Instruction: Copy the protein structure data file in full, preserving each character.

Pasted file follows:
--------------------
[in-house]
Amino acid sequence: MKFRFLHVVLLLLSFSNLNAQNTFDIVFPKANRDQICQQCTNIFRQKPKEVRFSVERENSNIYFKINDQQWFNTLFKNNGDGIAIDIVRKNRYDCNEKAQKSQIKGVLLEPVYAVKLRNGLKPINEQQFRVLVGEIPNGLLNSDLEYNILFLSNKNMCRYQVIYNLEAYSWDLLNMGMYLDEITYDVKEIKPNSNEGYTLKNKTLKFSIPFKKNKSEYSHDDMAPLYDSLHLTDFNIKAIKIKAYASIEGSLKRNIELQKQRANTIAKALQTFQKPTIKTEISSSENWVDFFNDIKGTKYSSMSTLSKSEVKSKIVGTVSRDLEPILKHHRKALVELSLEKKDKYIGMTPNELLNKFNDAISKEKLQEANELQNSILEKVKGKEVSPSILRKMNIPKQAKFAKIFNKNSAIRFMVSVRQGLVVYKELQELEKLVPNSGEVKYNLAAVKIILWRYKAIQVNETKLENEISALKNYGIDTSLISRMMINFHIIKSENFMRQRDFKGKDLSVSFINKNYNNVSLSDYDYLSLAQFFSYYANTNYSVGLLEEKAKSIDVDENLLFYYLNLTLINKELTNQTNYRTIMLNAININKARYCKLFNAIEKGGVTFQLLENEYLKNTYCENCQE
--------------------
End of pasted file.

[in-house]
Amino acid sequence: MKFRFLHVVLLLLSFSNLNAQNTFDIVFPKANRDQICQQCTNIFRQKPKEVRFSVERENSNIYFKINDQQWFNTLFKNNGDGIAIDIVRKNRYDCNEKAQKSQIKGVLLEPVYAVKLRNGLKPINEQQFRVLVGEIPNGLLNSDLEYNILFLSNKNMCRYQVIYNLEAYSWDLLNMGMYLDEITYDVKEIKPNSNEGYTLKNKTLKFSIPFKKNKSEYSHDDMAPLYDSLHLTDFNIKAIKIKAYASIEGSLKRNIELQKQRANTIAKALQTFQKPTIKTEISSSENWVDFFNDIKGTKYSSMSTLSKSEVKSKIVGTVSRDLEPILKHHRKALVELSLEKKDKYIGMTPNELLNKFNDAISKEKLQEANELQNSILEKVKGKEVSPSILRKMNIPKQAKFAKIFNKNSAIRFMVSVRQGLVVYKELQELEKLVPNSGEVKYNLAAVKIILWRYKAIQVNETKLENEISALKNYGIDTSLISRMMINFHIIKSENFMRQRDFKGKDLSVSFINKNYNNVSLSDYDYLSLAQFFSYYANTNYSVGLLEEKAKSIDVDENLLFYYLNLTLINKELTNQTNYRTIMLNAININKARYCKLFNAIEKGGVTFQLLENEYLKNTYCENCQE